Presentation: “Indian Public Opinion and Sino-Indian Relations: Causes and Consequences,” India-China Interface, Department of Foreign Languages – Chinese, Banaras Hindu University, Varanasi, Uttar Pradesh, 10 January 2011.
Summary: Former Chinese Ambassador to India, Sun Yuxi’s statement reiterating the Chinese claim over Arunachal on the eve of his President, Hu Jintao’s visit to India in November 2006 might have been the unintentional starting point for a new phase in Sino-Indian relations. Unintentional, because the play that the Chinese envoy’s ordinary, entirely unsurprising statement received in the Indian media, marked the beginning of a heightened popular Indian awareness and engagement with China, that now has perhaps begun to contribute or inform to some extent to New Delhi’s engagement at the higher political level with Beijing. The impact of popular opinion on Sino-Indian relations is nothing new however. In the run-up to the Sino-Indian conflict of 1962 and subsequently, popular feelings played an important role constraining the government’s freedom of action and in encouraging political players to make rash statements and promises. There are of course several differences with the present and it is these differences – their reasons and their implications – that will be examined in greater detail.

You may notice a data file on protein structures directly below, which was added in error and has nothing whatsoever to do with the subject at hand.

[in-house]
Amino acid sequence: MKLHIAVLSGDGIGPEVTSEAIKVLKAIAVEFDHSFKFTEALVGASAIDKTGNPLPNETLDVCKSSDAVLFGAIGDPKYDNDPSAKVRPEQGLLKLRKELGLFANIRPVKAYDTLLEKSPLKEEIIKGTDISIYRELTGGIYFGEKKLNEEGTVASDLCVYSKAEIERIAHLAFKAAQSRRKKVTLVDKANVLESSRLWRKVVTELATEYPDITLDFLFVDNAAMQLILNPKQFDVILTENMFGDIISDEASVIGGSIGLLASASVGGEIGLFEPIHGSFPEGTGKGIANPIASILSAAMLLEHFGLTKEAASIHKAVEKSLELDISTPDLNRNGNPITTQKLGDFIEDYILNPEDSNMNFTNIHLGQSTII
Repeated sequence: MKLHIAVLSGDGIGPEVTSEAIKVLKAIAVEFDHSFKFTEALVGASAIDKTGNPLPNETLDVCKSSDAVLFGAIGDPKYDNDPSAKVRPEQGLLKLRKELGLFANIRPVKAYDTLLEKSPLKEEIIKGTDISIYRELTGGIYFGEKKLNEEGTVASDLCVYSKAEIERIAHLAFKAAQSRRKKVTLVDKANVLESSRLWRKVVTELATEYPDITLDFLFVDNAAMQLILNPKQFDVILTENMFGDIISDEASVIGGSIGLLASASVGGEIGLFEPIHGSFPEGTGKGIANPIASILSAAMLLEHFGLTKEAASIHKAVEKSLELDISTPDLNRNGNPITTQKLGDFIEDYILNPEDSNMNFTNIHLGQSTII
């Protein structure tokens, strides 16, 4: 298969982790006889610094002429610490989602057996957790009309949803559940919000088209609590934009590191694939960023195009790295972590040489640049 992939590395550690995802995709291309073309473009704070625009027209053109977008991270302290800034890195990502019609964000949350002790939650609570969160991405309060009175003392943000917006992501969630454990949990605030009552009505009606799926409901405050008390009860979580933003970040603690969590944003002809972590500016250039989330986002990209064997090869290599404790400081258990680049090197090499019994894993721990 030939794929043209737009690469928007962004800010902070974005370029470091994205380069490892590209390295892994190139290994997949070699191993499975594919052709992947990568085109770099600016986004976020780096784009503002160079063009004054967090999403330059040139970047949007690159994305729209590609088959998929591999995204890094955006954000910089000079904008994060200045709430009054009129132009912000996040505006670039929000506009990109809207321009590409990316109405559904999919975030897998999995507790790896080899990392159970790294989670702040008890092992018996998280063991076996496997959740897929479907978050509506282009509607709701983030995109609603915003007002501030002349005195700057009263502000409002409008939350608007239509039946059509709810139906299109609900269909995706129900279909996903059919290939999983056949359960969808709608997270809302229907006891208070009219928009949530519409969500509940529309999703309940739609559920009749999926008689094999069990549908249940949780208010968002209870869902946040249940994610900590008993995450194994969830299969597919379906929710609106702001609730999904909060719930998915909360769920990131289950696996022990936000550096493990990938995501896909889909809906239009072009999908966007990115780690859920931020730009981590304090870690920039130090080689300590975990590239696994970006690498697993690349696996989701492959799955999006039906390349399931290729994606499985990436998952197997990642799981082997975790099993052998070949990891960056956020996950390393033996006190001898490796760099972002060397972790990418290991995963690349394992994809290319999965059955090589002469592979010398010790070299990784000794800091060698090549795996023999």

- Public Opinion pre-1962
- Government Clampdown post-1962
- China’s Rise
- India’s Rise
- Rise of Indian Television Media and the Globetrotting Indian